The Roman occupation of Britain began in earnest under the Emperor Claudius in AD 43, and advanced with great rapidity over most of Britain. Within three or four years the whole country as far as the Exe, Severn and Humber rivers was under Roman control.
For a time the more remote districts, such as Herefordshire, were left under the protection of the native Celtic princes, but in the course of the next 30 years the Governor Ostorius Scapula and his successors were engaged in reducing the tribes of the highland districts to the north and west, and these areas were gradually absorbed by the Romans.
It was during these campaigns that Ostorius Scapula penetrated through Herefordshire and into the territory of the rebellious Welsh tribe, the Ordovices, whose southern boundary is thought to have lain between the Wye and the Teme. A fierce hill-top battle between the Ordovican "king" Caratacus and Ostorius Scapula ensued and the Ordovicans were defeated. The site of this battle is unknown but it is possible that it was in Herefordshire. Some scholars (Merrivale and Walters) suggest that it may have been on Coxall Knoll near Brampton Bryan, close to the Shropshire border, but no evidence has been found conclusively to confirm this theory.
The region of Herefordshire lies between the Midland Plains and the highlands of South Wales. This topography, and its situation as a borderland between lowland and highland zones has had much influence on its fortunes. Even before the Roman invasion it formed the frontier between British tribes, the Gloucestershire Dobunni and the Silures and Ordovices of Wales. It was later to become the limit of the Norman advance west after the Conquest of AD 1066.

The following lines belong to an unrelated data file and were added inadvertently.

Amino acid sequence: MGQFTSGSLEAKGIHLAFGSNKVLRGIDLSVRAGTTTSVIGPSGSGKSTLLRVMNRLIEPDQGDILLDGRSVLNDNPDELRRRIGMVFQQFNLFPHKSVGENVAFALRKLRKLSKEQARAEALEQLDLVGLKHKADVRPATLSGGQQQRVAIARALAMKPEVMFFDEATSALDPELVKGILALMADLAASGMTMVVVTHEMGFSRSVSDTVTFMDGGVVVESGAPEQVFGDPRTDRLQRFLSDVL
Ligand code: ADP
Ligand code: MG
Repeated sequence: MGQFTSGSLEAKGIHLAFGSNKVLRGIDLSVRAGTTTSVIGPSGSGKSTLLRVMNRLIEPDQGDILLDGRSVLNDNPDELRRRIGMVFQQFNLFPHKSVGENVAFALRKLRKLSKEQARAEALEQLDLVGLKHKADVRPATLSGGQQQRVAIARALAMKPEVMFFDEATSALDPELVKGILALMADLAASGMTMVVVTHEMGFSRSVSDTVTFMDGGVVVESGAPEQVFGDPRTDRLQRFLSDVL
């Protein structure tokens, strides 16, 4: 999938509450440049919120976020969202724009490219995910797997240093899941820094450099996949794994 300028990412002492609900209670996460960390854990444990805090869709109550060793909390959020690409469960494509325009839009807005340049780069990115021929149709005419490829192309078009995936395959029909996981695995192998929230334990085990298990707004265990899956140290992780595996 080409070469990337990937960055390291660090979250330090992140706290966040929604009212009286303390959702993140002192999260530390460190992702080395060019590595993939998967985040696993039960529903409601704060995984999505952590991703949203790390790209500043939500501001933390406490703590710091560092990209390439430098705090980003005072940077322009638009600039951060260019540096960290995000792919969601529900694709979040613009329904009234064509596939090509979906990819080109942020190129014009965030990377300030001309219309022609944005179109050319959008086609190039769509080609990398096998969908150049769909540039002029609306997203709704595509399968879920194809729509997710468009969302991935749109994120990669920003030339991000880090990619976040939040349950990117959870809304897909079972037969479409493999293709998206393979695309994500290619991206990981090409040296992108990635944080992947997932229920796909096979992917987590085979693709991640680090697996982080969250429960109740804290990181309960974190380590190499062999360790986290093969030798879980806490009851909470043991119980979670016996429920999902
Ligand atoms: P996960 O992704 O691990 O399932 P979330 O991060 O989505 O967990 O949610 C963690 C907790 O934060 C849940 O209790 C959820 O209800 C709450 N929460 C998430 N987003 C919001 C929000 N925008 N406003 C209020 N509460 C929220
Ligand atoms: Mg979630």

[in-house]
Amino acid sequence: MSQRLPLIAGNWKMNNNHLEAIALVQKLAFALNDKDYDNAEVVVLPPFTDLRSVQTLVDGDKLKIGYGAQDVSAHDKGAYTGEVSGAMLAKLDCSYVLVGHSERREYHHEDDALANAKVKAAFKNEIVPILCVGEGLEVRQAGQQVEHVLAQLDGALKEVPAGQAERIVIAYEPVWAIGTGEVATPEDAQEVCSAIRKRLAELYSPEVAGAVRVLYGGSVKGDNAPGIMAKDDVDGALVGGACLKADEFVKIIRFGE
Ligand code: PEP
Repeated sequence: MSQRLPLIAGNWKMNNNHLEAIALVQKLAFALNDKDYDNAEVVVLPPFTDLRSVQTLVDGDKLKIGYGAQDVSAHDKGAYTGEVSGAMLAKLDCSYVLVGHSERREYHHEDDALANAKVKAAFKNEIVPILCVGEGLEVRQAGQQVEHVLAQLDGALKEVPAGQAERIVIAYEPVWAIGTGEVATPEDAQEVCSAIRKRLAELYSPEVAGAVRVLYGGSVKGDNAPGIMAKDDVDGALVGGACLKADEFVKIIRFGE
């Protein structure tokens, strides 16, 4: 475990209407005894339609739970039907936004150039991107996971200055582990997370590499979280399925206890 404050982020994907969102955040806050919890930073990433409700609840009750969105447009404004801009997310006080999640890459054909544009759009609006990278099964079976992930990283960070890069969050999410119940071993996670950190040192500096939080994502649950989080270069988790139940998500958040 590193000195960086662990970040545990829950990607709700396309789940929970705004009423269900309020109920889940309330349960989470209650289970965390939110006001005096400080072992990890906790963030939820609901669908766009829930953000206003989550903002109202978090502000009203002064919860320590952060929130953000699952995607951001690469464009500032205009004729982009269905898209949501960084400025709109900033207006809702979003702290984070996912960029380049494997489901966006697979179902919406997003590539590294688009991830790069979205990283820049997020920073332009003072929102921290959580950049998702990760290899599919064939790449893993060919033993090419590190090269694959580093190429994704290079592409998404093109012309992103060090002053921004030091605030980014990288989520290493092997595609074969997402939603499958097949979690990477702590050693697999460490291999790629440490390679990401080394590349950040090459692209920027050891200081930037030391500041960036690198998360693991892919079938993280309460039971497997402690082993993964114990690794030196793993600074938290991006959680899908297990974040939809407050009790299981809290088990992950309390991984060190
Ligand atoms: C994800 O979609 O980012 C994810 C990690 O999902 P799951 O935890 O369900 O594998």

At the time of the Roman occupation Herefordshire was, with the exception of the Wye Valley, an area unsuited to settlement occupation. The greater part of the area was covered in uncultivated forest, and while the highlands in the west formed useful natural defences these were not conducive to extensive settlement.
The Romans first entered Herefordshire during the long campaigns to subdue the rebel tribes of Wales, especially the powerful and warlike Silures (who held much of south-east Wales). After more than 30 years of fighting the Silures were finally subdued, and the Romans could begin to imprint imperialism on the area. The Roman administrators recognised that most of what is now Herefordshire was a westward extension of the English plain, which offered fertile soil ripe for settlement, although at this time much of it was covered by dense forest. An added attraction was that the area in the south towards the Forest of Dean offered iron deposits that had been successfully worked by the Celtic peoples for more than a century.
[Original author: Miranda Greene, 2004]